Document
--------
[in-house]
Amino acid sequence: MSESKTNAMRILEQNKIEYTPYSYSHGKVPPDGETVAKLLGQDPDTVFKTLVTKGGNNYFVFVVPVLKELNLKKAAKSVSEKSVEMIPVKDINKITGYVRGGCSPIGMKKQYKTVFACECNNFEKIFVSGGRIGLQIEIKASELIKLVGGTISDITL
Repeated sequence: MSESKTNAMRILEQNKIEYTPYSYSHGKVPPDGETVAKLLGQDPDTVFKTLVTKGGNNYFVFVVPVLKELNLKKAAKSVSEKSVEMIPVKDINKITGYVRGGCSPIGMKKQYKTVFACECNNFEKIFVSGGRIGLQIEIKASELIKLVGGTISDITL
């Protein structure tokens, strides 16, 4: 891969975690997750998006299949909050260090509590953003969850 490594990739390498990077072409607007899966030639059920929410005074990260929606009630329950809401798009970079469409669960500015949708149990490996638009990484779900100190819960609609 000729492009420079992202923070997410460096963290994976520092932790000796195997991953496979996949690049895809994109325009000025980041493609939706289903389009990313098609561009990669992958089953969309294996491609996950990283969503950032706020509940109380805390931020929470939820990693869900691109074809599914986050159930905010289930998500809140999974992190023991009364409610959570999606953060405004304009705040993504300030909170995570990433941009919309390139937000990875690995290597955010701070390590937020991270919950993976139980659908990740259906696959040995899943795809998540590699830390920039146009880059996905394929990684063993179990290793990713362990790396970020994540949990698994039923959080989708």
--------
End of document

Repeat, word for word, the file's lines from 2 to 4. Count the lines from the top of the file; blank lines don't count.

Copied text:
Amino acid sequence: MSESKTNAMRILEQNKIEYTPYSYSHGKVPPDGETVAKLLGQDPDTVFKTLVTKGGNNYFVFVVPVLKELNLKKAAKSVSEKSVEMIPVKDINKITGYVRGGCSPIGMKKQYKTVFACECNNFEKIFVSGGRIGLQIEIKASELIKLVGGTISDITL
Repeated sequence: MSESKTNAMRILEQNKIEYTPYSYSHGKVPPDGETVAKLLGQDPDTVFKTLVTKGGNNYFVFVVPVLKELNLKKAAKSVSEKSVEMIPVKDINKITGYVRGGCSPIGMKKQYKTVFACECNNFEKIFVSGGRIGLQIEIKASELIKLVGGTISDITL
């Protein structure tokens, strides 16, 4: 891969975690997750998006299949909050260090509590953003969850 490594990739390498990077072409607007899966030639059920929410005074990260929606009630329950809401798009970079469409669960500015949708149990490996638009990484779900100190819960609609 000729492009420079992202923070997410460096963290994976520092932790000796195997991953496979996949690049895809994109325009000025980041493609939706289903389009990313098609561009990669992958089953969309294996491609996950990283969503950032706020509940109380805390931020929470939820990693869900691109074809599914986050159930905010289930998500809140999974992190023991009364409610959570999606953060405004304009705040993504300030909170995570990433941009919309390139937000990875690995290597955010701070390590937020991270919950993976139980659908990740259906696959040995899943795809998540590699830390920039146009880059996905394929990684063993179990290793990713362990790396970020994540949990698994039923959080989708």